Rhianna Wilson spent her senior year of high school in and out of four San Diego hospitals, seeking relief for her vision loss, leg pain and excruciating headaches. At the age of 18, doctors diagnosed her with Ehler-Danlos syndrome, a rare genetic disorder marked by overly stretchy connective tissue. In Wilson’s case, the disorder revealed itself in double-jointedness that led to four shoulder dislocations.
An MRI showed that the young woman had a small slippage of her brain into her spinal column, called a Chiari malformation. The lower part of Wilson’s brain drooped exactly five millimeters below her skull, putting it at the upper limit of what doctors would consider normal slippage. Her doctors dismissed the aberration as too minor to be the source of her worsening vision loss, pain and headaches. Yet Wilson continued to suffer.
“I couldn’t see and I couldn’t drive,” Wilson says. “I lost the use of my legs. But because doctors couldn’t see my pain, to them it didn’t exist.”
Her local physicians encouraged Wilson’s parents to consider a seeing-eye dog and to enroll her in a school for the blind. Refusing to give up, her mother scoured the internet for a possible link between Ehler-Danlos syndrome and Chiari. Her research led the family to pediatric neurosurgeon Aria Fallah, MD, at UCLA Mattel Children’s Hospital.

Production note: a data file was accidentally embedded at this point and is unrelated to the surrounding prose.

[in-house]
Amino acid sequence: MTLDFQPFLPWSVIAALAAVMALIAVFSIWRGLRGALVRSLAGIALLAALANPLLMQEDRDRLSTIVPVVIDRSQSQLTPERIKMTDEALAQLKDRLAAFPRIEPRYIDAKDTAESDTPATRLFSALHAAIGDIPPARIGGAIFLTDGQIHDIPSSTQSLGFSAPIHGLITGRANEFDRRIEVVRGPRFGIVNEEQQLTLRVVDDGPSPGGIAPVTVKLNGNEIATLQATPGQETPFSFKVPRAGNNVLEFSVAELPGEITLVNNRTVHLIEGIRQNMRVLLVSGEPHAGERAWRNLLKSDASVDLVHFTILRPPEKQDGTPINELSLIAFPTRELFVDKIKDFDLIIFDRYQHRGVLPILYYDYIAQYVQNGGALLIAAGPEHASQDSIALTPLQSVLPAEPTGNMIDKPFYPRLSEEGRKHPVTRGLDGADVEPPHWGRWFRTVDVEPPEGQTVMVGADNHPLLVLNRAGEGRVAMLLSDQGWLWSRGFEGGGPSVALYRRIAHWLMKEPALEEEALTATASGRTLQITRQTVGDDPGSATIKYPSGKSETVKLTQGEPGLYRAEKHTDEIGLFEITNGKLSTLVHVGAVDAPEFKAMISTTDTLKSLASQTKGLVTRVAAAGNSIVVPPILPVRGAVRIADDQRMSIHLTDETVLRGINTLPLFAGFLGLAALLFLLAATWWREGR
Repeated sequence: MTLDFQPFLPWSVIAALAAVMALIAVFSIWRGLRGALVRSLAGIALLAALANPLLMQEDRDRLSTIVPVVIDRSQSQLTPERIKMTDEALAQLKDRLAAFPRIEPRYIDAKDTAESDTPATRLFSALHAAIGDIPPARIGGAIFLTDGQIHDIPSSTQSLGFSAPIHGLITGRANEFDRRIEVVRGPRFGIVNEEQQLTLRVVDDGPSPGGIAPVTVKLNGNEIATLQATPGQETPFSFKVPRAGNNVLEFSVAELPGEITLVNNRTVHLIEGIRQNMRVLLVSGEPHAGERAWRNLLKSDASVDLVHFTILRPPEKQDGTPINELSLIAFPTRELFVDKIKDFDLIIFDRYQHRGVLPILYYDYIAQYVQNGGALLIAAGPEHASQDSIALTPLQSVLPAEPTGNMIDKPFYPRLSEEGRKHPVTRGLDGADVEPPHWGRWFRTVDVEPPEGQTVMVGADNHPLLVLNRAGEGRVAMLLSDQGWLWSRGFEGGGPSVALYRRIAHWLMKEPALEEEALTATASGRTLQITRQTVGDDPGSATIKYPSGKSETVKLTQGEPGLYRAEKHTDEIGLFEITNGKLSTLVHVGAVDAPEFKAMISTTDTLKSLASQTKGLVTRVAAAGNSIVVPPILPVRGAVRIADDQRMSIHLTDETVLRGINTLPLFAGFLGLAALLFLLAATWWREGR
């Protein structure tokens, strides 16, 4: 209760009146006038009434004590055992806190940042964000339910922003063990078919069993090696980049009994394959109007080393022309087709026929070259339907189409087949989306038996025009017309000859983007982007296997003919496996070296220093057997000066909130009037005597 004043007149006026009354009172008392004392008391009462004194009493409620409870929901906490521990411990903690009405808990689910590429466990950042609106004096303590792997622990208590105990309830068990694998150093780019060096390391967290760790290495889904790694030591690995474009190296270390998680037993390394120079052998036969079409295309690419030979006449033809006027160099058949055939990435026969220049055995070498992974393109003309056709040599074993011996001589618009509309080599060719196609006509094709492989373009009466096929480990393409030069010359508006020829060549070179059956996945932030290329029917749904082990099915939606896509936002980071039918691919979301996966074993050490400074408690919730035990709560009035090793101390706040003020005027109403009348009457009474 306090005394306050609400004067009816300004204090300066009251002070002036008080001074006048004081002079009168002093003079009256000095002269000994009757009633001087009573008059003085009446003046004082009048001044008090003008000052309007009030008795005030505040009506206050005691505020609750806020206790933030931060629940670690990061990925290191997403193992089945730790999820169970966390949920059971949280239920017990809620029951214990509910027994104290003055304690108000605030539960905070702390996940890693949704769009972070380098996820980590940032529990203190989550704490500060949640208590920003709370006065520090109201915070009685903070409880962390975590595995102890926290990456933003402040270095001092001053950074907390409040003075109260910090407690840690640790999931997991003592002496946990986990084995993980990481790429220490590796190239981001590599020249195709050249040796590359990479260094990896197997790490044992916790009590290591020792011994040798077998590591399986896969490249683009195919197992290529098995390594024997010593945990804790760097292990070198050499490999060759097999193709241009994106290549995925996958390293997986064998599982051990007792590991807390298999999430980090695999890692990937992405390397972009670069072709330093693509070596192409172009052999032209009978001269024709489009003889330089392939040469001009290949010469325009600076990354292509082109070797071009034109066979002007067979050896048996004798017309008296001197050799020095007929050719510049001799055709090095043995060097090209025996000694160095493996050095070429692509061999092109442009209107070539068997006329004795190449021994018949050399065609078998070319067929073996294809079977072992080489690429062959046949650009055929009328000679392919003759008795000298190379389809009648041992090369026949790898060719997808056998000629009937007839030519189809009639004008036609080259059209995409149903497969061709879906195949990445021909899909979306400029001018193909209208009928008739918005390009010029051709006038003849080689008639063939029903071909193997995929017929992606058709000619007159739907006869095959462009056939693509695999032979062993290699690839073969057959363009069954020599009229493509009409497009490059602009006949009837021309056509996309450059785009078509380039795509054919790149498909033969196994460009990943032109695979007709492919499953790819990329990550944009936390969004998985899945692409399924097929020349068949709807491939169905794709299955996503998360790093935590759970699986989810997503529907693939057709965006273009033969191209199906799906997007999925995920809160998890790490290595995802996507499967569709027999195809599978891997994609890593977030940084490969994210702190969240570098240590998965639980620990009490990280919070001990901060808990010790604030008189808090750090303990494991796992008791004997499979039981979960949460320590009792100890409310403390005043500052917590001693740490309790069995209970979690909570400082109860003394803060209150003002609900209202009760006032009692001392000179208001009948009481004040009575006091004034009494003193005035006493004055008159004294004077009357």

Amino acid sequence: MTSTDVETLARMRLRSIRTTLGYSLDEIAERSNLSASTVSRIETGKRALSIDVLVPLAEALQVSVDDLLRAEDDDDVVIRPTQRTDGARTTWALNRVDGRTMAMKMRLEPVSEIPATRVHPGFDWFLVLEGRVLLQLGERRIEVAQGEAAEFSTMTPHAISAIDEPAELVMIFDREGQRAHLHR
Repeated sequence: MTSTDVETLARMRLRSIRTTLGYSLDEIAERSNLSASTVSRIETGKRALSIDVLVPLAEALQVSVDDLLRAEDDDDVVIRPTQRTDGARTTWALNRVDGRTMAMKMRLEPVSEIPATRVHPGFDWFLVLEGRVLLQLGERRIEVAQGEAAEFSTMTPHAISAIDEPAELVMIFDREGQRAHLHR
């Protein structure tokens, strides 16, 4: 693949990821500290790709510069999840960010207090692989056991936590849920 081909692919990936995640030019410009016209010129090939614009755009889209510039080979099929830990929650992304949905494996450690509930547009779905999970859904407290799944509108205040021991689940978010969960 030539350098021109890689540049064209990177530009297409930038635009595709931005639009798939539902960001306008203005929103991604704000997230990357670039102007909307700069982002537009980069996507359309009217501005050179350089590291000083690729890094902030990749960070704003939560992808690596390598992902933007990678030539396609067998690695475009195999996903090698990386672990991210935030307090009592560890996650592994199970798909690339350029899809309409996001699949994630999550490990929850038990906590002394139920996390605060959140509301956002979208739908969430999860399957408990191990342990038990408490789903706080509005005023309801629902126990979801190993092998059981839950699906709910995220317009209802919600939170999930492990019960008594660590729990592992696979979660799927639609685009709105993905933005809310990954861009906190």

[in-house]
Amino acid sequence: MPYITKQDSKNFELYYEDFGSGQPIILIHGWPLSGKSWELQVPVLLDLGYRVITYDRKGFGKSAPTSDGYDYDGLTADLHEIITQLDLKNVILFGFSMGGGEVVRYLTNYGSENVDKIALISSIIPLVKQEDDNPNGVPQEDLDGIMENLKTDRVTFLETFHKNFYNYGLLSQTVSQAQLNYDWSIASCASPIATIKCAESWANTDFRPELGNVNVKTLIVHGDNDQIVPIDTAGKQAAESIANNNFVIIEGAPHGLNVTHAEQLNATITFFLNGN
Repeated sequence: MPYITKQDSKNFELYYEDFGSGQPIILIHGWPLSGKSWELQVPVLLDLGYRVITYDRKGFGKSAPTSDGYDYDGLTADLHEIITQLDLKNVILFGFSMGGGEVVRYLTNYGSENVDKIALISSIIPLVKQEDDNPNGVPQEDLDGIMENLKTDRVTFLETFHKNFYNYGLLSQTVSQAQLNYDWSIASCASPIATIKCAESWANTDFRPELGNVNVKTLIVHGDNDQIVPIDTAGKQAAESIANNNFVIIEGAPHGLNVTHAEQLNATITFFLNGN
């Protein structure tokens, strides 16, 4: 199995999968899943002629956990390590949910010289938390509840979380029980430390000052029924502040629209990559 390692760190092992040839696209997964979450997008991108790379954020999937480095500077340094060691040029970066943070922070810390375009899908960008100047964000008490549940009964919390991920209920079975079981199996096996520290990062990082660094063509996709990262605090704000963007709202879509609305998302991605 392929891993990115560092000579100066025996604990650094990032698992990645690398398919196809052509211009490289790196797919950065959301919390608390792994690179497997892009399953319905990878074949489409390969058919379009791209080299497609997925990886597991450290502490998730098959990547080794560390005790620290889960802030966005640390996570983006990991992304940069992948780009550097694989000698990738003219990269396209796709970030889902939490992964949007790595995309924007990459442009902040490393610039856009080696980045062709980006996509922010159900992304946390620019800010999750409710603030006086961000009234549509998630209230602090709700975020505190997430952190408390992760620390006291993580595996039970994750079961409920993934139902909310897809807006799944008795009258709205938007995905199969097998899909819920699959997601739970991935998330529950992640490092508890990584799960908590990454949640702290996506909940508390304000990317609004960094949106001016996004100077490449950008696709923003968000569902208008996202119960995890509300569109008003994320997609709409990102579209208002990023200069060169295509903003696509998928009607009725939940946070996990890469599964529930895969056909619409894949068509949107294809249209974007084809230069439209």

“Rhianna was absolutely debilitated by these problems,” Dr. Fallah says. “She had gone from doctor to doctor and hospital to hospital with essentially normal-looking MRIs. So they’d been quite dismissive of her symptoms.”
After Wilson told Dr. Fallah that her symptoms worsened after periods of standing, he referred her for an unconventional stand-up MRI. The scan revealed a diagnosis that previous doctors had missed. A large Chiari malformation — not visible on a traditional MRI during which the patient reclines horizontally — extended nine millimeters into Wilson’s spinal column. The over stretchiness of her connective tissue — combined with an assist from gravity when she stood up — caused Wilson’s brain to sag, compressing her brainstem and spinal cord. This created her terrible pain and robbed her of the ability to see and walk.
Dr. Fallah removed Wilson’s top vertebra and the back bone of her skull, creating more space for her brain and relieving her symptoms. When Wilson opened her eyes after surgery, she could see again. In less than three weeks, she was living like a typical teenager: driving, hiking and enjoying the active social life she’d missed during her senior year.
Wilson’s case was unusual enough that she became the subject of a column in The New York Times Magazine’s “Diagnosis” column. Today, Wilson is reclaiming her life and making up for lost time. She has re-enrolled in college and is working at a restaurant and mentoring two young girls, who are also living with Ehler-Danlos syndrome.